Feast Day: July 27
Beatified: November 3, 1985
Venerated: November 9, 1984
Titus came from a Catholic family in the Netherlands that encouraged the children to actively serve the Lord. Three of Titus’ sisters became nuns, and a brother became a Franciscan priest. Titus was ordained a Carmelite priest in 1905, when he was 24 years old.
Titus taught theology at the Catholic University in the Netherlands for nearly 20 years. He was also a newspaper journalist, author and popular speaker. He was greatly respected for his holiness and his gift for giving spiritual advice.
He saw the Nazi party in Germany as a growing threat, even in Holland, where he lived. Titus warned Catholic newspapers not to print the lies the Nazis were spreading about the Jewish people and other groups. He spoke out against the anti-Jewish laws the Nazis passed in Germany. The Nazis knew about Titus’ actions. They called him that “dangerous little friar.” When Catholic newspapers refused to print Nazi propaganda, the Nazis realized Titus was a true threat.
Titus was arrested when the Nazis invaded the Netherlands. He was questioned by the Nazi secret police. They offered Titus a deal: they would allow him to live a quiet life in a monastery if he would announce that Catholic newspapers should publish Nazi teachings. Titus refused.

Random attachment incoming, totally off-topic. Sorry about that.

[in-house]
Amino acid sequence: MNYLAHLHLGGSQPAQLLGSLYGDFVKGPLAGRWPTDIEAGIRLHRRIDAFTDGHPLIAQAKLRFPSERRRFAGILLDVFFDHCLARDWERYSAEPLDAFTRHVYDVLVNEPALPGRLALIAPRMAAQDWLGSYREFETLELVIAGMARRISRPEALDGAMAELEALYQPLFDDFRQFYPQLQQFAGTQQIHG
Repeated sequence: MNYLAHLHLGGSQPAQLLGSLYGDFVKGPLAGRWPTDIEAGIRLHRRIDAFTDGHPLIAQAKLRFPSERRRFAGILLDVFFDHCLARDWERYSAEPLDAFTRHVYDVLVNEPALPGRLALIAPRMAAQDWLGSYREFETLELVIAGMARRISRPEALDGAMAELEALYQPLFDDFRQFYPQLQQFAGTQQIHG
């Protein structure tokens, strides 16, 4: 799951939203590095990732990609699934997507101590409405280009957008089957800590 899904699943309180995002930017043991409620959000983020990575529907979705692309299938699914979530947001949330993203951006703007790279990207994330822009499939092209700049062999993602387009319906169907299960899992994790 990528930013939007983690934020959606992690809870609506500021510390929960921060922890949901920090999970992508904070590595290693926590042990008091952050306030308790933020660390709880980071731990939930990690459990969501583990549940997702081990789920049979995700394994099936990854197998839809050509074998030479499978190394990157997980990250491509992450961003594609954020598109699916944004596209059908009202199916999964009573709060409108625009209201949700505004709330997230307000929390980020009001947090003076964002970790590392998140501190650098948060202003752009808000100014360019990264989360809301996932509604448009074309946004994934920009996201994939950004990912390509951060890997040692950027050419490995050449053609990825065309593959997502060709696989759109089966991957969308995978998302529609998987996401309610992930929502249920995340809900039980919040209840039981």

The Nazis sent Titus to Dachau, a German concentration camp, in 1942. He was forced to do hard labor and was starved. He was beaten almost every day. He urged his fellow prisoners to pray for their guards. When he grew too weak to work, he was poisoned. At his death on July 26, he gave the doctor who administered the lethal injection his rosary.
When Pope John Paul II declared Titus “Blessed” in 1985, he said that Titus answered hate with love. Blessed Titus lived Jesus’ words: “Love your enemies and do good to them” (Luke 6:35).
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The Story of Our Church, unit 3